I was taken up to the fifth floor of the jail. I was put in an awful cell with a black rubber mat for a bed and two lice-infested blankets. We ate the awful food given to Africans. I had a cell mate. He was a man from Serbia named Mio Lillicanin. One week into my stay, the major in charge of our section of the prison came around. He told us that if we would sign a confession and plead guilty, we would be sent to a humane low security jail. Mio took the offer. The major then arrogantly turned to me and asked me if I was ready to sign a confession. I politely looked at him and said in a firm voice: “Sir I have done nothing wrong and I am going nowhere.”
Mio was led away and I was left alone in the cell. I had no idea of how many months or years that I would be in solitary confinement. I thought back to the story of the man who had survived that awful ordeal in the North Korean POW camp. I had to come up with a strategy to mentally survive this ordeal. I had always wanted to be a writer. Now was mu chance to write a book or two. There was one problem I was not allowed even writing paper or a pencil or a pen.
One of the guards who came by my cell each day was a man who I only knew as Mr. Williams. He was a Cape Town colored and a good marathon runner. Once he had run the Boston marathon. He liked Americans. He started to secretly bring me pencils and writing paper. I began to write a poetry book that I had had in my mind for a long time.
My case also began in the Cape Town regional court. I had the misfortune to get Judge Hugget. He was,at the time, the meanest judge in the Western Cape Province. Other prisoners warned me to expect a prison sentence up to 15 years if I was found guilty. I had no money for a lawyer do I represented myself. I studied Judge Hugget carefully. I soon realized that if I met him after work at home he would be a man listening to classical music and reading some classical literature. He was a refined and cultured gentleman. I treated him in that manner. My trial went on for 11 months. (Imagine how much money this cost the taxpayers of South Africa.) Each time the state would present a witness, I would politely destroy them in my cross examination. Judge Hugget developed a grudging respect for my legal skills.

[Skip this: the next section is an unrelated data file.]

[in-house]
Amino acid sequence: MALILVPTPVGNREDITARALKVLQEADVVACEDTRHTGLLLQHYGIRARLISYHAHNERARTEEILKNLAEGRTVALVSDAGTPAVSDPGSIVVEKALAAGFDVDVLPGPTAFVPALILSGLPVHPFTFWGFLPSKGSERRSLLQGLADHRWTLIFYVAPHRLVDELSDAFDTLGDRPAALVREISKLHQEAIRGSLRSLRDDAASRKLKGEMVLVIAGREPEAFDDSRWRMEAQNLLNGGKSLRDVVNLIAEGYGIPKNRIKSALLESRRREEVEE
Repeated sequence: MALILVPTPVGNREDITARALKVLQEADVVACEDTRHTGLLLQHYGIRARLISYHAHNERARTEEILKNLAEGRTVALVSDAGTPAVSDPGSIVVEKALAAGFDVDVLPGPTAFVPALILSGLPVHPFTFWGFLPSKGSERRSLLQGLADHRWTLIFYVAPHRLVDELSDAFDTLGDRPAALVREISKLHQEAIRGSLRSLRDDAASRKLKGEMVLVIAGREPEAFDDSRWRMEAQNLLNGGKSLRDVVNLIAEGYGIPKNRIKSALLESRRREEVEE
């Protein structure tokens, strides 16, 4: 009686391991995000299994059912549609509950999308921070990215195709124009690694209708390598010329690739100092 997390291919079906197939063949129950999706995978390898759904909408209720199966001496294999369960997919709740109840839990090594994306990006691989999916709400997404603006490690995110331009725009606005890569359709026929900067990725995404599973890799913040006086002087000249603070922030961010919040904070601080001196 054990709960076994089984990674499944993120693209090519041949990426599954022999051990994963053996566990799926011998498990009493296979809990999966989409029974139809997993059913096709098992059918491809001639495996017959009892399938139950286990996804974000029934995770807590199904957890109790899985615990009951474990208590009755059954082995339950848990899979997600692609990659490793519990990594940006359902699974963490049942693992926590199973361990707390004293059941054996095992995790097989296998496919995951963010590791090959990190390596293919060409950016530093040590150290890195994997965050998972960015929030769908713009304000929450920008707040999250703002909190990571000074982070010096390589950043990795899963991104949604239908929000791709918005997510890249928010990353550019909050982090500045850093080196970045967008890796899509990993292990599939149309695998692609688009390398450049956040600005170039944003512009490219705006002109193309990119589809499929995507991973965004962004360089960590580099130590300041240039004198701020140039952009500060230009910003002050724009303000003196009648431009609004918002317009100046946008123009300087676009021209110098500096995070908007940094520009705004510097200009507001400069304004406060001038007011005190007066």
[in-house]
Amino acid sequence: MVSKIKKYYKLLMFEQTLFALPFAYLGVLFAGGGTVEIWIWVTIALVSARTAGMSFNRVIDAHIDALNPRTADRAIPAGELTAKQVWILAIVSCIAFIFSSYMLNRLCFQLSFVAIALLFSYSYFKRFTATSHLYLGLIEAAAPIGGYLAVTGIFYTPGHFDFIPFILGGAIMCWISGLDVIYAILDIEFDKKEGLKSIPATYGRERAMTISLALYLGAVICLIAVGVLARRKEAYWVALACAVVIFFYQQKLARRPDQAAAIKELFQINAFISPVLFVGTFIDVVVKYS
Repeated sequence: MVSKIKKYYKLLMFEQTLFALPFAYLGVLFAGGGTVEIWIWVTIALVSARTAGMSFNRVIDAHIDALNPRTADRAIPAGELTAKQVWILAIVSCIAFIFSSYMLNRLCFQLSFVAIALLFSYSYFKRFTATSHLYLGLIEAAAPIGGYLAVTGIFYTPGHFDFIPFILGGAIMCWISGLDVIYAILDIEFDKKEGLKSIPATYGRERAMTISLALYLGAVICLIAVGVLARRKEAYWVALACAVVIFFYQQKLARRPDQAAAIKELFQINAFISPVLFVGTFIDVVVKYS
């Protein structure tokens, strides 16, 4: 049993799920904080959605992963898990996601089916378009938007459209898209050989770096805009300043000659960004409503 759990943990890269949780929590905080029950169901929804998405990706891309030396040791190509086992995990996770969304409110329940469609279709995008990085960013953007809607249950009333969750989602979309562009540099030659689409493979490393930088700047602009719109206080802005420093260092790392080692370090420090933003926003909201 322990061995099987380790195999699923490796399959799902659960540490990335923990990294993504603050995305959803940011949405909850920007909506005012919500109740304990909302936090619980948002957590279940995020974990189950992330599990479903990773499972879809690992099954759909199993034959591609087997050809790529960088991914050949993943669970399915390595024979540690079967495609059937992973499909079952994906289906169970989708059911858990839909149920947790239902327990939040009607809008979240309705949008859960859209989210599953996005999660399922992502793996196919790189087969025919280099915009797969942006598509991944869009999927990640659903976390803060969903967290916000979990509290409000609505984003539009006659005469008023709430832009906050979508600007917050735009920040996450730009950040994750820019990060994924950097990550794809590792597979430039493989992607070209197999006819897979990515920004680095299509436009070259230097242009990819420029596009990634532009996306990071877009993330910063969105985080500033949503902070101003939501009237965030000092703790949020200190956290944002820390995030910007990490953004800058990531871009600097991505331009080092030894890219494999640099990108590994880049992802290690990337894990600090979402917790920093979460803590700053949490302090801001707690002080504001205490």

In the days that I was not in court I wrote my poetry book. When I finished it Mr.Williams smuggled it out. It was later published in the USA.
Judge Hugget finally got tired of the good battle that I was putting up. He appointed this total incompetent of a lawyer to represent me. At the end of the trial the lawyer put me in the witness box. He and the prosecutor both questioned me. I held up well. Then Judge Hugget started to cross examine me and it was brutal. He even did something totally unethical and illegal. He read statements into the official record that I had never made. At the end of the trial he used these false statements entered into the record to find me guilty of auto theft.
In the sentencing phase he did something out of character for him. He sentenced me to three years and said that I could go on work release as soon as a position was found for me. He told me that he was going to write a letter to the South African immigration authorities recommending that I not be deported from South Africa. My lawyer and the bailiffs in the court were amazed. They all told me that they had rarely seen him be so nice to a defendant.
Two weeks later I was told to get ready. I was going to be put on a van to Port Elizabeth. As I was leaving my cell, I did the same thing that the North Carolina man had done when released from solitary confinement in North Korea. I shook the hand of every guard who had worked with me and the major. I told them that I forgave them and had no bitterness in my heart.
I got on the prison van and took the ride to Port Elizabeth. When I arrived in Port Elizabeth I found myself in a very humane low-security jail. A few days later a Lt. Colonel in the prison service interviewed me. I found myself on work release at a government facility that served the military, South African police and prison service.
Langley my only crime had been making some wealthy bankers mad at me for defying their authority. I got a sample of what poor Nelson Mandela suffered for most of his 27 years in prison. It is amazing to me that he lived through all of that and came out to be a great and magnanimous leader.